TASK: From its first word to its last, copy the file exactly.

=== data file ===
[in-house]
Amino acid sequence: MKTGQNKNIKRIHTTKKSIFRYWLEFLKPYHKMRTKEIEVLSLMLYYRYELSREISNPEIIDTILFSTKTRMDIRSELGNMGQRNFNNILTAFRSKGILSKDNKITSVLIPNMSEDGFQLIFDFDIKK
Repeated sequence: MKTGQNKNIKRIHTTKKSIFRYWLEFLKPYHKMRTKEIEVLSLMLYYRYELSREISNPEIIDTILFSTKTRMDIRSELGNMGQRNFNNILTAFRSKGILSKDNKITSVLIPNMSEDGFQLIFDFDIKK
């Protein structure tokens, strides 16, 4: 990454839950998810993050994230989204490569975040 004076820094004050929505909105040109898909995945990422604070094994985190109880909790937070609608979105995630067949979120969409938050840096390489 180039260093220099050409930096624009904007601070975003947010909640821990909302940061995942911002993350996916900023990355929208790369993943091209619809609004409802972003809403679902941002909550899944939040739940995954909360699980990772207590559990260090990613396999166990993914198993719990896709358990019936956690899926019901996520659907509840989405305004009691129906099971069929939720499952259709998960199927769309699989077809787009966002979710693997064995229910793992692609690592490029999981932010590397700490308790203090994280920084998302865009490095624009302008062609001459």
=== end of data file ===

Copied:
[in-house]
Amino acid sequence: MKTGQNKNIKRIHTTKKSIFRYWLEFLKPYHKMRTKEIEVLSLMLYYRYELSREISNPEIIDTILFSTKTRMDIRSELGNMGQRNFNNILTAFRSKGILSKDNKITSVLIPNMSEDGFQLIFDFDIKK
Repeated sequence: MKTGQNKNIKRIHTTKKSIFRYWLEFLKPYHKMRTKEIEVLSLMLYYRYELSREISNPEIIDTILFSTKTRMDIRSELGNMGQRNFNNILTAFRSKGILSKDNKITSVLIPNMSEDGFQLIFDFDIKK
């Protein structure tokens, strides 16, 4: 990454839950998810993050994230989204490569975040 004076820094004050929505909105040109898909995945990422604070094994985190109880909790937070609608979105995630067949979120969409938050840096390489 180039260093220099050409930096624009904007601070975003947010909640821990909302940061995942911002993350996916900023990355929208790369993943091209619809609004409802972003809403679902941002909550899944939040739940995954909360699980990772207590559990260090990613396999166990993914198993719990896709358990019936956690899926019901996520659907509840989405305004009691129906099971069929939720499952259709998960199927769309699989077809787009966002979710693997064995229910793992692609690592490029999981932010590397700490308790203090994280920084998302865009490095624009302008062609001459």